Problem 1
    - drupal/core 8.6.x-dev requires php ^5.5.9|>=7.0.8 -> your PHP version (7.1.7) overridden by "config.platform.php" version (7.0) does not satisfy that requirement.
    - drupal/core 8.5.x-dev requires php ^5.5.9|>=7.0.8 -> your PHP version (7.1.7) overridden by "config.platform.php" version (7.0) does not satisfy that requirement.
    - drupal/core 8.5.3 requires php ^5.5.9|>=7.0.8 -> your PHP version (7.1.7) overridden by "config.platform.php" version (7.0) does not satisfy that requirement.
    - drupal/core 8.5.2 requires php ^5.5.9|>=7.0.8 -> your PHP version (7.1.7) overridden by "config.platform.php" version (7.0) does not satisfy that requirement.
    - drupal/core 8.5.1 requires php ^5.5.9|>=7.0.8 -> your PHP version (7.1.7) overridden by "config.platform.php" version (7.0) does not satisfy that requirement.
    - drupal/core 8.5.0-rc1 requires php ^5.5.9|>=7.0.8 -> your PHP version (7.1.7) overridden by "config.platform.php" version (7.0) does not satisfy that requirement.
    - drupal/core 8.5.0-beta1 requires php ^5.5.9|>=7.0.8 -> your PHP version (7.1.7) overridden by "config.platform.php" version (7.0) does not satisfy that requirement.
    - drupal/core 8.5.0-alpha1 requires php ^5.5.9|>=7.0.8 -> your PHP version (7.1.7) overridden by "config.platform.php" version (7.0) does not satisfy that requirement.
    - drupal/core 8.5.0 requires php ^5.5.9|>=7.0.8 -> your PHP version (7.1.7) overridden by "config.platform.php" version (7.0) does not satisfy that requirement.
    - Installation request for drupal/core ~8.5 -> satisfiable by drupal/core[8.5.0, 8.5.0-alpha1, 8.5.0-beta1, 8.5.0-rc1, 8.5.1, 8.5.2, 8.5.3, 8.5.x-dev, 8.6.x-dev].

(As a side-note, my initial reaction was to try composer update  --with-dependencies --ignore-platform-reqs, which worked, but of course meant that composer wasn't downloading dependencies for php 7.0, which is what I wanted).

Turns out, as I had php 7.0.30 installed on my server, I could just update my composer.json to update the platform tag, and do a regular composer update. Which did the job, for now. I'll inevitably need to update my server to php 7.2, eventually.

So, tl;dr, there's two things I need to remember:

  • If I commit my composer vendor folder, I need to ensure that both my work computer and my server have exactly the same version of php on both machines
  • If not, then to ensure code works properly, I need to add a platform tag into my composer.json file, ensuring it is accurate, including fix bug versions. And remember never to use --ignore-platform-reqs. It will mean that composer will update, but to the wrong version.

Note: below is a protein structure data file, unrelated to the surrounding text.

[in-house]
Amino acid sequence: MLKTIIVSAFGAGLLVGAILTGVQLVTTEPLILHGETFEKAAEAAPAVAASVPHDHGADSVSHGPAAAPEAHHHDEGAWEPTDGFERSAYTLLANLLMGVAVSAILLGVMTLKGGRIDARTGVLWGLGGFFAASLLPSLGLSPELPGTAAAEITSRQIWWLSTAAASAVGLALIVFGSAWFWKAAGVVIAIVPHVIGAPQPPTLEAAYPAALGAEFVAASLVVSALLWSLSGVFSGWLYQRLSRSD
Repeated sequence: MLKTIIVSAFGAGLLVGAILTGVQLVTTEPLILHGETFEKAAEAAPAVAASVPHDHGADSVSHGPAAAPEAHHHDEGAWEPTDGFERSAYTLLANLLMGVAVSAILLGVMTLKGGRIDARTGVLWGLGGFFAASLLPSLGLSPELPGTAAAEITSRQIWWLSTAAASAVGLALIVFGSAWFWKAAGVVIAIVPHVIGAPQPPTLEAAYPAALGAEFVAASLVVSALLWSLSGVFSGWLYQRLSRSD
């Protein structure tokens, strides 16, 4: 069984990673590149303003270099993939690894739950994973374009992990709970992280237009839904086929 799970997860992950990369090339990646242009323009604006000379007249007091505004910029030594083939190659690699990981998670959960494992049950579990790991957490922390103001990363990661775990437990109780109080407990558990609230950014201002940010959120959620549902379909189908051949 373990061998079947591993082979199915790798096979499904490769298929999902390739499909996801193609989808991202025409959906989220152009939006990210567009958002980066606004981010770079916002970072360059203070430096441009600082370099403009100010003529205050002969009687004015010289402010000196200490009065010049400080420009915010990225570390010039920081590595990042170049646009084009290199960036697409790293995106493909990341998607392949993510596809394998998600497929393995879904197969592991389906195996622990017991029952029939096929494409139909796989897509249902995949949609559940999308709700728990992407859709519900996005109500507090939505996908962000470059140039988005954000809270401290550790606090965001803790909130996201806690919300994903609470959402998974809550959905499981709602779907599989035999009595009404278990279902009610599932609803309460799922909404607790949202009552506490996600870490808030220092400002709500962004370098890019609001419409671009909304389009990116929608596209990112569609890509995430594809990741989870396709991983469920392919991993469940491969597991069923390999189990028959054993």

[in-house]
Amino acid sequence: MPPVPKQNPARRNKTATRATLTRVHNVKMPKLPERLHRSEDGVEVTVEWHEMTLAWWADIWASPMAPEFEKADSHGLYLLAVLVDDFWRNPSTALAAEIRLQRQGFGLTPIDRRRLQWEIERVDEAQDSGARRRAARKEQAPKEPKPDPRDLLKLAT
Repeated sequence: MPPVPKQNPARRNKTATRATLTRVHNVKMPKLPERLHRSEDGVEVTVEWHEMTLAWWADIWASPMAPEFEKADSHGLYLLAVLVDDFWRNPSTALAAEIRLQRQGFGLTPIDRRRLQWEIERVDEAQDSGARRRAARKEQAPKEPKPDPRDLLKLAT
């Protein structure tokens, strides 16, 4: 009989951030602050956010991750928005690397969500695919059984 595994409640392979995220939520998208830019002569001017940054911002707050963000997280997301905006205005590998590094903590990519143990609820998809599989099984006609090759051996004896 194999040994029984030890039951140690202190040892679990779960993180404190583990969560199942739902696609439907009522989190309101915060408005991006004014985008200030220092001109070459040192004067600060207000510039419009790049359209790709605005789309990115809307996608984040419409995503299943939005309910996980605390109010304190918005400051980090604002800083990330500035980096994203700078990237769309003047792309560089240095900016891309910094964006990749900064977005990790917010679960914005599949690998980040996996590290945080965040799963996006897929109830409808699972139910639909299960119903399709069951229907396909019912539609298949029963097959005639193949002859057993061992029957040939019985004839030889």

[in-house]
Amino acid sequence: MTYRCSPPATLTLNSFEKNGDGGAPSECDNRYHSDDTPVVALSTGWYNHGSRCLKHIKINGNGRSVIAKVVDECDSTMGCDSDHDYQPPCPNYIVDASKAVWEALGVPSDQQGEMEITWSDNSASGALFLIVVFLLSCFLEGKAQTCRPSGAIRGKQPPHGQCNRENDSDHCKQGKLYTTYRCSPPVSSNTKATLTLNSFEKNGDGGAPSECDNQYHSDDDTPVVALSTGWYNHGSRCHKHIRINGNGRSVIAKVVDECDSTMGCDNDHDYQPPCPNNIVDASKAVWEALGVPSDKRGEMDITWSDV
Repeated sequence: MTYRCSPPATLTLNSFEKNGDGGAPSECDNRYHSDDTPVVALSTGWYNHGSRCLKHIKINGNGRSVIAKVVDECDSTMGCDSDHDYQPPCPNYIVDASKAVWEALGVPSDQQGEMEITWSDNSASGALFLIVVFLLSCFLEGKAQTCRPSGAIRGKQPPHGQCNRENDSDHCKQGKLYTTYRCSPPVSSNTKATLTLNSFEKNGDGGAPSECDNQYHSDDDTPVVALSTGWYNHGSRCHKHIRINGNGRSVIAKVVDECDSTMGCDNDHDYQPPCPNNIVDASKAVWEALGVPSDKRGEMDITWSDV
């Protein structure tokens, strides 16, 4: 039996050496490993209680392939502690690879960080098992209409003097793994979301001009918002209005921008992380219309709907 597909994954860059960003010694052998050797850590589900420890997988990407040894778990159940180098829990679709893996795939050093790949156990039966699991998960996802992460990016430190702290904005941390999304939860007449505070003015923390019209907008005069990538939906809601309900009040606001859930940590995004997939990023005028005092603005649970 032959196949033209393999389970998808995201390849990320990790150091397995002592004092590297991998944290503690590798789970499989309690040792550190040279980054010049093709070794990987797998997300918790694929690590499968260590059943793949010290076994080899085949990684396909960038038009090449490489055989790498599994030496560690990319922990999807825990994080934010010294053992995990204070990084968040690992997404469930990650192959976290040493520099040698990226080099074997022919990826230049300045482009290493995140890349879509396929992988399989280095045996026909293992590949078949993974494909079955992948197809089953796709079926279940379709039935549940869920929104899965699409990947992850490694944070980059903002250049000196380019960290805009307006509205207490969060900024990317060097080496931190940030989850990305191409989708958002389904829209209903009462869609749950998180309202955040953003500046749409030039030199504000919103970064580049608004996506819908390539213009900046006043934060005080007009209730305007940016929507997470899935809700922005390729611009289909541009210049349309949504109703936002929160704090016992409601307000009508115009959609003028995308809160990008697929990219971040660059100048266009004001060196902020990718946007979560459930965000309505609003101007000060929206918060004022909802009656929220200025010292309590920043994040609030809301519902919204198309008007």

Speaking at UK Northwest VMUG

I'll be speaking at UK Northwest VMUG tomorrow, doing my code review talk. Come along?

 

So, you do code reviews, and that's great. But there's always more that you can check during the review. More places you can check for any potential bugs or problems before deployment, before you find yourself with technical debt. Or worse: unforeseen downtime.

In this talk I will be going through the things that you should be checking to ensure confidence for developers, project owners and stakeholders. We'll be looking at documentation, commit messages, and common code problems, with examples and tips along the way. 

 

When is a wifi connection not a wifi connection?

So, when building apps we always check that the app fails correctly with the correct error message when the phone is offline. But what if the phone reports as being online, but the data isn't what you expect it to be?

This is a common state, and a very common case of this happening is when the user receives a captive portal, usually when first connecting to a public wifi. We need to ensure that the app doesn't behave in unexpected ways in this case.

There's a way you can check this, without needing to visit your local cafe. It can be checked with Charles Proxy. (If you don't have this tool, then you should go and get it. It's pretty awesome)

Once you've got Charles Proxy up and running, and your device talking to the proxy (there's instructions elsewhere on how to connect your phone to Charles Proxy), you can use the Map Local tool test this scenario.

  • First, you'll need to create your "portal" to return. This can be something as simple as a text file, or as complex as a full webpage. The tool will return any file you give it.